Monday, March 2, 2015

164 (2014-2015): Review of ABUNDANCE (February 25, 2015)

"Oh Give Me a Home Where the Elephants Roam"

Gritty Westerns centering on the travails of sturdy women settlers on the 19th-century frontier are rare livestock on the American stage, and even in films, although the recent movie THE HOMESMAN, starring Hilary Swank, made worthwhile inroads in the genre. Beth Henley’s (CRIMES OF THE HEART) intriguing contribution, ABUNDANCE, was first produced at the South Coast Repertory, Costa Mesa, CA, in 1989. It was staged locally in 1990 by the Manhattan Theatre Club (with Amanda Plummer as Bess Johnson and Tess Harper as Macon Hill), and subsequently was given a number of regional productions. It then largely faded from view before being revived by the Hartford Stage Company in 2013. ABUNDANCE is now being given a sturdy, if not entirely fulfilling, revival by The Actors Company Theatre (TACT) at the Beckett. A compact, five-character play, staged here in minimalist fashion, it offers something refreshingly different from the glut of contemporary domestic dramas.
From left: Kelly McAndrew, Tracy Middendorf. Photo: Marielle Solan Photography.
ABUNDANCE takes place under the big sky of the Wyoming Territory, beginning in the late 1860s and covering a quarter of a century in the lives of Bess Johnson (Tracy Middendorf) and Macon Hill (Kelly McAndrew). Bess and Macon are mail order brides who meet the day their new husbands, homesteading ranchers, arrive at the small town stagecoach depot to pick them up. Bess gets hitched to Jack Flan (Todd Lawson), hunky but gun-slinging, surly, laconic, illiterate, and abusive. Macon’s spouse, a facially scarred, one-eyed widower named Will Curtis (Ted Koch), is, despite his lack of social graces, generally sincere and well-meaning. Still, he too—at the beginning—treats his wife, who finds him “repulsive,” more as property than as partner. Bess, naive and goodhearted, is ready to do whatever’s necessary to please her new husband, although he immediately stifles her best qualities, like her love for singing. Macon, outgoing and risk-taking, speaks metaphorically of coming out west "to see the elephant," hinting at the abundance with which she hopes to fill her life. She dreams of one day writing a novel about her experiences, and bonds deeply with Bess, while the men keep a cautious distance from one another. Ironically, as the play progresses, Bess becomes the adventurer, while Macon becomes the homebody.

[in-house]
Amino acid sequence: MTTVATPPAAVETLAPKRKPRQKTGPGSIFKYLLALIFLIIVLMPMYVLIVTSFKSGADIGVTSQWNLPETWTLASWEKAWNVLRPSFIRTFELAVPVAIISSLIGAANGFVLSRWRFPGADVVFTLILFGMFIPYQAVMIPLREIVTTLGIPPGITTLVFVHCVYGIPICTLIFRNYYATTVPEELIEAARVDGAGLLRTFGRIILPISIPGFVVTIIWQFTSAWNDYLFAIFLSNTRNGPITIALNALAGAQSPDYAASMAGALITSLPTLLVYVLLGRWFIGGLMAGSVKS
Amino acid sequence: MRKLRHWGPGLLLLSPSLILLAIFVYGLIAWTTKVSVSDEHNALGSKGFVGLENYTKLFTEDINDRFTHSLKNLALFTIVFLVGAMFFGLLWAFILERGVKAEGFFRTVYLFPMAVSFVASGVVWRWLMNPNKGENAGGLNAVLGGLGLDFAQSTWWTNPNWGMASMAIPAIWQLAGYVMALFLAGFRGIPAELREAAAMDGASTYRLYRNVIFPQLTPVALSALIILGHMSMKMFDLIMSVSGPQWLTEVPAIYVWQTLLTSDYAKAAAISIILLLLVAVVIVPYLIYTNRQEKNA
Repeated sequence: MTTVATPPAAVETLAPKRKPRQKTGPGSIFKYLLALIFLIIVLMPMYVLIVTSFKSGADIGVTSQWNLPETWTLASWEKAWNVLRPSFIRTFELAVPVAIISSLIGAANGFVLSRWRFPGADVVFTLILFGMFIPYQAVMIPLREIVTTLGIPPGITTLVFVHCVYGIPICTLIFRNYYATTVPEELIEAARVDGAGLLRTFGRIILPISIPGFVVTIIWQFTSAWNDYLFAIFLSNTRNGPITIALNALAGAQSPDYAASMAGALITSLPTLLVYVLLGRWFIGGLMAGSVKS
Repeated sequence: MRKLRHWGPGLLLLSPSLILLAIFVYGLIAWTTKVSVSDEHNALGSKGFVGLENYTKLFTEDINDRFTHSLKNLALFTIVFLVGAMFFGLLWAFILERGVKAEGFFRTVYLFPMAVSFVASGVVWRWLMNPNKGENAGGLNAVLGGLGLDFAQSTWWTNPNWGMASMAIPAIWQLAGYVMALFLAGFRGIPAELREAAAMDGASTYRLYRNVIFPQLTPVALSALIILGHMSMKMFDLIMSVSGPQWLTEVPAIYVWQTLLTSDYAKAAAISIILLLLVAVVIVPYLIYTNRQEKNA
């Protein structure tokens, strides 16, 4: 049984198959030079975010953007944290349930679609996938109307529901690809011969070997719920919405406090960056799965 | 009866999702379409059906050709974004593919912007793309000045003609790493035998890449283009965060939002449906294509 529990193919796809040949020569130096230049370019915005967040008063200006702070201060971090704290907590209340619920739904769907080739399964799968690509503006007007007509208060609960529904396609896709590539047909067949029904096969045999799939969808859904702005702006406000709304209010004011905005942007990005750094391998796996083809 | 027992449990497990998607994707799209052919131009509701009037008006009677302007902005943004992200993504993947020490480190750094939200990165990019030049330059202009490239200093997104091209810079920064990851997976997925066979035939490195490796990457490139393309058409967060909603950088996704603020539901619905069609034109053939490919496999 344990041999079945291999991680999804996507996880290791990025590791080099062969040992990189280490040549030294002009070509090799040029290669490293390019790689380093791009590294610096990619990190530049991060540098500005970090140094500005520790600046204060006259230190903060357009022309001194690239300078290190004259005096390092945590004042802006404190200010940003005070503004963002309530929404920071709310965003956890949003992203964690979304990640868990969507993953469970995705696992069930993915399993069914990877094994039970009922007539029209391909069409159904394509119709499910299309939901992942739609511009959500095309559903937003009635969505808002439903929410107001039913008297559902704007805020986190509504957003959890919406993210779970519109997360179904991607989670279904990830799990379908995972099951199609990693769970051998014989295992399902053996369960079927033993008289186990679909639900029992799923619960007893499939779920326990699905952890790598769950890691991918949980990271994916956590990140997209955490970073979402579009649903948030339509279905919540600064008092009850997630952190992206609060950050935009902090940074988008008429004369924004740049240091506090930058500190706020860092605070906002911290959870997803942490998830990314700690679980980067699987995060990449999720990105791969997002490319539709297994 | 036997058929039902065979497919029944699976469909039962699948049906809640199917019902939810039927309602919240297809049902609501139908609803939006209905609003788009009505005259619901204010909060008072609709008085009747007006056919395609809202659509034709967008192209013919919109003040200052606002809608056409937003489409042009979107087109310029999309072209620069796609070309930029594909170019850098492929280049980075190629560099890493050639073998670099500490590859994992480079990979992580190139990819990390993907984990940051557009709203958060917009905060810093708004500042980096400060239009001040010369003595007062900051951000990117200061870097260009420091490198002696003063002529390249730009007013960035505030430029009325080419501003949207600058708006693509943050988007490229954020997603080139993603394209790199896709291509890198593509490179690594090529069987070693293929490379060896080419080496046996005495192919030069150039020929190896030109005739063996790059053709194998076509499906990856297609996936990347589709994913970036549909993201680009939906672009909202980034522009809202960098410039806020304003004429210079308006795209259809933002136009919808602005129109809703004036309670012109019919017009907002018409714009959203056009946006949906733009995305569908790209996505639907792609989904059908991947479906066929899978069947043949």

From left: Tracy Middendorf, Kelly McAndrew, Todd Lawson. Photo: Marielle Solan Photography.